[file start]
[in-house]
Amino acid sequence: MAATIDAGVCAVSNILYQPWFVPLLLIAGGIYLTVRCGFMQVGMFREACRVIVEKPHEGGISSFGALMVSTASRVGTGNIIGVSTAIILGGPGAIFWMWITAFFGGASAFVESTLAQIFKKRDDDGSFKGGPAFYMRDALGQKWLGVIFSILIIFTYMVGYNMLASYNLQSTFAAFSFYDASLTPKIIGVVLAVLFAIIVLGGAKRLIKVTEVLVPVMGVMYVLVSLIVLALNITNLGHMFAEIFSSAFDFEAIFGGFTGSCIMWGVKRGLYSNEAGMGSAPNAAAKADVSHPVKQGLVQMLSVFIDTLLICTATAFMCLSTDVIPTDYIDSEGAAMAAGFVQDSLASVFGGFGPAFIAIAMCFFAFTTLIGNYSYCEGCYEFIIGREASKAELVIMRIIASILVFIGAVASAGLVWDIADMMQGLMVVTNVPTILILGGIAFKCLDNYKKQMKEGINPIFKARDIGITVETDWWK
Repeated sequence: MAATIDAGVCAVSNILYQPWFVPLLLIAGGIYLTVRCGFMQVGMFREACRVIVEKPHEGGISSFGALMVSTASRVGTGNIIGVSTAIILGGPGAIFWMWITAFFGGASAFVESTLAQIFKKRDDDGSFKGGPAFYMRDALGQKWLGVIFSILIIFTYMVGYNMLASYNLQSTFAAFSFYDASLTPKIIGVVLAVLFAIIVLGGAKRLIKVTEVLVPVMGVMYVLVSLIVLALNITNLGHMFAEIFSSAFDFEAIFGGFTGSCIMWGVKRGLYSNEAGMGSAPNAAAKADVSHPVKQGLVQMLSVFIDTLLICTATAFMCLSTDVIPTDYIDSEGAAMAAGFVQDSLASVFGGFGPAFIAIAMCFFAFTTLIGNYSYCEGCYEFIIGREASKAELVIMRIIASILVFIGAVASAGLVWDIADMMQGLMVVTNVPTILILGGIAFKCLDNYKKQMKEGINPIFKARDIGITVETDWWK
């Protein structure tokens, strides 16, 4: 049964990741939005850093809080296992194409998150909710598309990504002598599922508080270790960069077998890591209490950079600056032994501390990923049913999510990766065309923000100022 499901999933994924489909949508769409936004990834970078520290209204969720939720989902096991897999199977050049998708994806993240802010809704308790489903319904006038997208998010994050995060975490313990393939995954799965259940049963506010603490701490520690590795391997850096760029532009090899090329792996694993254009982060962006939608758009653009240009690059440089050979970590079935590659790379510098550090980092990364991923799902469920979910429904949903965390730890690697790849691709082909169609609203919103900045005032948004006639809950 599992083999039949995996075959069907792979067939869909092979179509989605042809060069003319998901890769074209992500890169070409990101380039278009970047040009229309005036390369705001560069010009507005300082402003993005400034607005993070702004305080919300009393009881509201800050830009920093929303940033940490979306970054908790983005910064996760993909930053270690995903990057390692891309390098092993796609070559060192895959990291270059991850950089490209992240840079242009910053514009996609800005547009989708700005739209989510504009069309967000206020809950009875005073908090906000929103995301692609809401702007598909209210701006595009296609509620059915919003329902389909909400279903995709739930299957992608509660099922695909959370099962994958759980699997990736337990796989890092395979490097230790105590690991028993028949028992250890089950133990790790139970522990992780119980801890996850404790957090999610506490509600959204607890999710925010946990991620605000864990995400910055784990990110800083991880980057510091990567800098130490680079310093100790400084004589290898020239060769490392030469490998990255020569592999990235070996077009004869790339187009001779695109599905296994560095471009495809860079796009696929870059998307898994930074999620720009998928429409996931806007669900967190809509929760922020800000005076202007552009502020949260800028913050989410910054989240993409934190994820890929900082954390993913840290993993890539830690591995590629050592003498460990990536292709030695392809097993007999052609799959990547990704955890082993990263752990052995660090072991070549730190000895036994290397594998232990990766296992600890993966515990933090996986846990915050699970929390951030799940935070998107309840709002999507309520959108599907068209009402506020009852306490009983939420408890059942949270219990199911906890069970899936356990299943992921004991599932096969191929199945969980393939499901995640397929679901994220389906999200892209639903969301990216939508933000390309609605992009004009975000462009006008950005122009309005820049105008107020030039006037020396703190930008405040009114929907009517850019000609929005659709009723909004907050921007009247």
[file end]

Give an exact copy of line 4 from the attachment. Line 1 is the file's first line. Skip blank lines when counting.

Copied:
């Protein structure tokens, strides 16, 4: 049964990741939005850093809080296992194409998150909710598309990504002598599922508080270790960069077998890591209490950079600056032994501390990923049913999510990766065309923000100022 499901999933994924489909949508769409936004990834970078520290209204969720939720989902096991897999199977050049998708994806993240802010809704308790489903319904006038997208998010994050995060975490313990393939995954799965259940049963506010603490701490520690590795391997850096760029532009090899090329792996694993254009982060962006939608758009653009240009690059440089050979970590079935590659790379510098550090980092990364991923799902469920979910429904949903965390730890690697790849691709082909169609609203919103900045005032948004006639809950 599992083999039949995996075959069907792979067939869909092979179509989605042809060069003319998901890769074209992500890169070409990101380039278009970047040009229309005036390369705001560069010009507005300082402003993005400034607005993070702004305080919300009393009881509201800050830009920093929303940033940490979306970054908790983005910064996760993909930053270690995903990057390692891309390098092993796609070559060192895959990291270059991850950089490209992240840079242009910053514009996609800005547009989708700005739209989510504009069309967000206020809950009875005073908090906000929103995301692609809401702007598909209210701006595009296609509620059915919003329902389909909400279903995709739930299957992608509660099922695909959370099962994958759980699997990736337990796989890092395979490097230790105590690991028993028949028992250890089950133990790790139970522990992780119980801890996850404790957090999610506490509600959204607890999710925010946990991620605000864990995400910055784990990110800083991880980057510091990567800098130490680079310093100790400084004589290898020239060769490392030469490998990255020569592999990235070996077009004869790339187009001779695109599905296994560095471009495809860079796009696929870059998307898994930074999620720009998928429409996931806007669900967190809509929760922020800000005076202007552009502020949260800028913050989410910054989240993409934190994820890929900082954390993913840290993993890539830690591995590629050592003498460990990536292709030695392809097993007999052609799959990547990704955890082993990263752990052995660090072991070549730190000895036994290397594998232990990766296992600890993966515990933090996986846990915050699970929390951030799940935070998107309840709002999507309520959108599907068209009402506020009852306490009983939420408890059942949270219990199911906890069970899936356990299943992921004991599932096969191929199945969980393939499901995640397929679901994220389906999200892209639903969301990216939508933000390309609605992009004009975000462009006008950005122009309005820049105008107020030039006037020396703190930008405040009114929907009517850019000609929005659709009723909004907050921007009247």